As a small group shepherd, you are in the most strategic position in the church to effect real, lasting life change and spiritual growth. The church's best method for caring, shepherding, loving, and growing people is you! But you may be wondering, How do I make this happen?

First, as a shepherd leader, be concerned for where people are in their spiritual journeys. You need to know where people are in order to shepherd them to where they ought to be. Accept group members where they are on their spiritual journeys. Treat each person with grace, not judgment. At the same time, help group members grow. Encourage. Spur each other on. Teach and admonish one another in all wisdom.

Second, model a disciple's lifestyle. Spiritual growth must be happening in your life as a leader. You are a model for what life change looks like to others.

Third, keep providing the context. Continue to draw the group into increasing levels of authentic community. Don't give up meeting together, and people will grow.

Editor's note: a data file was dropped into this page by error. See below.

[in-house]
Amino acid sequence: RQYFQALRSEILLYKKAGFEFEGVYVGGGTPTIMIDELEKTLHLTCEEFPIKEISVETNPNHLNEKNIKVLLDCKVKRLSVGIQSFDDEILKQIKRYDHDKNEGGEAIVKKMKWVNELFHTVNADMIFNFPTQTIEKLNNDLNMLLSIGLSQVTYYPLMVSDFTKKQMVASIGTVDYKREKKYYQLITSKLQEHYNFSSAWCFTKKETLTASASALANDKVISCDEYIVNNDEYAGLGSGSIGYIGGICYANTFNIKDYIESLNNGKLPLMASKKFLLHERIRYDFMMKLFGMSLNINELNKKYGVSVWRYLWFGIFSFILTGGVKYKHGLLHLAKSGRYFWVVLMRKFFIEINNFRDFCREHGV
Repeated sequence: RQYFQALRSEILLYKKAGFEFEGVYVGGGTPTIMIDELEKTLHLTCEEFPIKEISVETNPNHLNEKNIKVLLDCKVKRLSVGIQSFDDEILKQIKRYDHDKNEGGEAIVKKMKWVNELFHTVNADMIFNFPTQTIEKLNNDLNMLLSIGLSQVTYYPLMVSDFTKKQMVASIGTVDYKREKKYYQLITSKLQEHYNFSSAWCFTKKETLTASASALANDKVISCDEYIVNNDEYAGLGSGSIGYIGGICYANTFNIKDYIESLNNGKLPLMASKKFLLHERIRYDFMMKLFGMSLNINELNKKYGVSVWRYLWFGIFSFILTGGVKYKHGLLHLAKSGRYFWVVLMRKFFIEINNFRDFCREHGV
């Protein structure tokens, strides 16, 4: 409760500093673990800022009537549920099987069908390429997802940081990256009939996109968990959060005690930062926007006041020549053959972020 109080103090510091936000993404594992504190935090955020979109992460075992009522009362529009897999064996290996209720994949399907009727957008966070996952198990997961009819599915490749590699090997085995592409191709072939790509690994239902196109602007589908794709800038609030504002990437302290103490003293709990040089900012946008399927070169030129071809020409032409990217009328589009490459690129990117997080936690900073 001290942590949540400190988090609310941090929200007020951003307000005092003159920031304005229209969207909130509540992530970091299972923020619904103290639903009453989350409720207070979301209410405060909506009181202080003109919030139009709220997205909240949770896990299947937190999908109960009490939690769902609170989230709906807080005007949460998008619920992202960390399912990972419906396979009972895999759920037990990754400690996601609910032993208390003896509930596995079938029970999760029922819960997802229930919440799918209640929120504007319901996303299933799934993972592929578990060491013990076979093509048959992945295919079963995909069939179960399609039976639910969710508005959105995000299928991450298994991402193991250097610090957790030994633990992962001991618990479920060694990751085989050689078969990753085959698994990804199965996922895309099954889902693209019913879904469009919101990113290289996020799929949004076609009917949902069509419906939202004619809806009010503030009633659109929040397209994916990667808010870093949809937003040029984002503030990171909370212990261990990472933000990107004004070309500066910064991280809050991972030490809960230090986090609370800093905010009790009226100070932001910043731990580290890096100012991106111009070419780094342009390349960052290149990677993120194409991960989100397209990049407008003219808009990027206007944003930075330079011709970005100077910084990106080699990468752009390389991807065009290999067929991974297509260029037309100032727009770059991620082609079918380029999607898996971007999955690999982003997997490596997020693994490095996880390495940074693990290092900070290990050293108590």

Fourth, assess where group members are on their spiritual journeys. A number of useful tools are available to help group members know where they are spiritually, and will help you develop a strategy for helping them grow. Here are a few options::

The Christian Life Profile, by Randy Frazee, which assesses spiritual growth along thirty core competencies.

• "Purpose Driven Spiritual Health Assessment and Spiritual Health Planner" (http://www.purposedriven.com).

Small Groups Assessment Pack from SmallGroups.com

Fifth, provide a process for growth to happen. Do application-oriented Bible study as a group. Don't just study the Bible. Do what it says! What do you study? The answer comes from knowing your group and what they need most to grow. Ask a small group coach or minister from your church for more help.

Sixth, be a spiritual parent to the group. Mentor some of the members one-on-one. Ask group members who are relatively strong in one spiritual area to disciple a person who would like to grow in the same area. This gets everyone involved in the spiritual growth process.